It’s that time of the year once again when cyclists start rolling out onto Ontario roads in increasing numbers, as the weather improves dramatically.

Thankfully, many cities have bike lanes as one means of trying to keep cyclists safe. But without following certain protocols, those who choose to pedal their way through traffic—bike lanes or not—can still wind up being an unfortunate accident statistic.

And let’s face it: A traffic collision between an automobile and a bicycle will always be more devastating for the cyclist. If you’re riding your two-wheeler in traffic on Ontario’s roads, there are a number of pieces of advice you must adhere to.

Let’s look now at the top 3 Do’s and Don’ts for cyclists to be aware of this spring and summer.

3 Do’s For Cyclists

DO always wear a helmet!

  • Every bike ride should begin with protective headgear being strapped on. Since it is strangely not required by law for those 18 and over to wear a helmet, it is up to your own common sense to don one.

“The most serious injuries I see in my practice almost always relate to the cyclist’s failure to wear a helmet,” said Brian A. Horowitz of Horowitz Injury Law. “I can’t stress enough how important it is to protect your head while on a bicycle. While bones heal, brain injuries can be devastating, and often the effects can be permanent.”

  • Not surprisingly, according to the Insurance Institute for Highway Safety (IIHS), as the number of helmeted bike riders has increased dramatically over the decades, the number of deaths in a bicycle traffic accident has decreased. Those wearing a helmet, per the latest statistics, have about triple the chance of survival from a crash compared to those accident victims without a helmet.

DO obey the rules of the road

  • Just because you’re on two wheels instead of four, doesn’t mean you’re not subject to the same rules of the road on Ontario’s highways. Obeying all traffic signals, signs and speed limits, signalling when turning, stopping at crosswalks, they all apply to bicyclists the same as to automobile motorists.

DO always watch for cars backing out of driveways or turning

  • While cars are often watching out for other motorized vehicles or pedestrians when backing out or making turns, often a bicycle can seemingly ‘come out of nowhere’, taking the automobile driver by surprise. It is incumbent on the bicyclist to ride ‘defensively’ and watch for cars pulling backward out of a driveway or parking spot, or making turns in traffic.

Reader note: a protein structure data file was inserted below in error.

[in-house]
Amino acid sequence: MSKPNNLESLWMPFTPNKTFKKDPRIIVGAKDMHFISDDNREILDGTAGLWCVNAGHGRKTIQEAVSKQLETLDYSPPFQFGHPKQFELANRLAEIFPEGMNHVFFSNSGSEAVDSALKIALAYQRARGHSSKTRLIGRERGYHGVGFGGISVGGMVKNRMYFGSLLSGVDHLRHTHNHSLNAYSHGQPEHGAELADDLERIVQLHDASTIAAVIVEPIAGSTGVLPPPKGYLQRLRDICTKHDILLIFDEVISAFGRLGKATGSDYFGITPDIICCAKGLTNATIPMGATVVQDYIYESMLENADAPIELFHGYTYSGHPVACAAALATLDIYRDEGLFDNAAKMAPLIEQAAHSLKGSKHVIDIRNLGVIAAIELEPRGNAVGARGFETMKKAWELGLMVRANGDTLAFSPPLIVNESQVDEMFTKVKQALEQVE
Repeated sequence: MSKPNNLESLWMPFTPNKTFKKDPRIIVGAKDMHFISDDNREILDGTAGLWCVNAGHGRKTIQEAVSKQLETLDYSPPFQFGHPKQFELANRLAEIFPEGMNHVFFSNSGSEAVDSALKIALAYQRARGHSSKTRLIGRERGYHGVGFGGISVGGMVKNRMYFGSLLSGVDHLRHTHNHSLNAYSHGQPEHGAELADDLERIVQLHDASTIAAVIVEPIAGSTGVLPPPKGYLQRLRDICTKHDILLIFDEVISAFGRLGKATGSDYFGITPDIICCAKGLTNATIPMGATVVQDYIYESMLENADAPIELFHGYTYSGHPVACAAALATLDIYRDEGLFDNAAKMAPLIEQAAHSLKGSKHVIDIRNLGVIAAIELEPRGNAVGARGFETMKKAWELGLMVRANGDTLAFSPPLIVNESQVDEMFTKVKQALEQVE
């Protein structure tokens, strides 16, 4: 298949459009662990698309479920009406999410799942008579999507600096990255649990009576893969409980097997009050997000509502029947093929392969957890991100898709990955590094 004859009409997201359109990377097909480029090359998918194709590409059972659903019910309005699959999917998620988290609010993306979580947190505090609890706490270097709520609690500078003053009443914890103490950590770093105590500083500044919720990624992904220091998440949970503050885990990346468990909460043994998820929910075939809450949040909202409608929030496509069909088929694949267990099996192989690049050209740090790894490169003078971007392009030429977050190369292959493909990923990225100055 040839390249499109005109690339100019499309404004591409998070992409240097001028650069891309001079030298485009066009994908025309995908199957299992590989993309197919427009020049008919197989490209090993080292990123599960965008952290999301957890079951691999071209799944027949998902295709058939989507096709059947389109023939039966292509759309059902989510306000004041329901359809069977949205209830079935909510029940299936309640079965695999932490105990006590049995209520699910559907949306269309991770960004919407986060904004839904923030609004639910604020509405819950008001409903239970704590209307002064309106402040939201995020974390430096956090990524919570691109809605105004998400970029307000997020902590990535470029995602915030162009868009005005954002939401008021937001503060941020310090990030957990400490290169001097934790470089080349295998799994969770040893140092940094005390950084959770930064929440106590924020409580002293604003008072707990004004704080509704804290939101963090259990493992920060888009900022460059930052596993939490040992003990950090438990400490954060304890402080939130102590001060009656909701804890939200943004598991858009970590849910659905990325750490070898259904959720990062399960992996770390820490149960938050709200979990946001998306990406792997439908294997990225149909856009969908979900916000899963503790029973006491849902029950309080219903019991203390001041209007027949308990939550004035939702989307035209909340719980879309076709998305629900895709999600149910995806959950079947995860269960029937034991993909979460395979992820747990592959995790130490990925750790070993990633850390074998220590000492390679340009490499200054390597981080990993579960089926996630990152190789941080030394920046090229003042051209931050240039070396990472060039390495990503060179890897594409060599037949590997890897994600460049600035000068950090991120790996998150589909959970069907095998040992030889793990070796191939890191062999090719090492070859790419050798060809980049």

“A very common accident I see occurs when a cyclist approaches an intersection in a designated bicycle lane,” says Horowitz. “Drivers of cars are notorious for failing to check the bike lane when they attempt a right-hand turn at the intersection. Cyclists must always proceed with extreme caution as they approach the intersection.”

  • This is also the case when it’s the cyclist attempting a turn in traffic. According to Lewis Smith from Canada’s Safety Council, “Most accidents, he says, occur when the cyclist is trying to turn because oftentimes either the cyclist will miss seeing the vehicle or vice versa.

3 Don’ts For Cyclists

DON’T weave through traffic

  • Unpredictability can be deadly in traffic. Lanes on the road are there for a reason; a serious accident can occur if an automobile is trying to change lanes and a bicycle suddenly darts in and out from lane to lane between cars. And you can bet that it’s the cyclist that will take the brunt of it, and it can be fatal.

DON’T ride too close to parked vehicles

  • “Dooring” can lead to a serious injury to a cyclist; this is when a driver fails to see an oncoming cyclist when opening their parked car door, resulting in a violent collision for the cyclist with the car’s door, likely causing them to flip off their bike. It’s advised to ride in a straight line at least one metre away from parked vehicles.

DON’T engage in distracted or impaired cycling

  • Using a cell phone while cycling is a dangerous sport, whether making a phone call, texting, checking Instagram, or anything else. The same, of course, applies to car drivers, but on a bike, the dangers are far worse, as you don’t have the protection of four doors and a steel frame surrounding you.
  • Bike riders need full use of visual, auditory and balance cues to ensure a safe trip — and just like any of those cues can be compromised by texting, they are also seriously diminished by alcohol or drugs.

Take heed of these Do’s and Don’ts while pedalling your way through city streets, and help limit your chances of becoming a statistic.

If you or a loved one has been seriously injured in an accident involving a bicycle, call the experts at Horowitz Injury Law immediately. We’ve been handling these types of bicycle injuries for over 35 years. Contact us for a free consultation: 416-925-4100.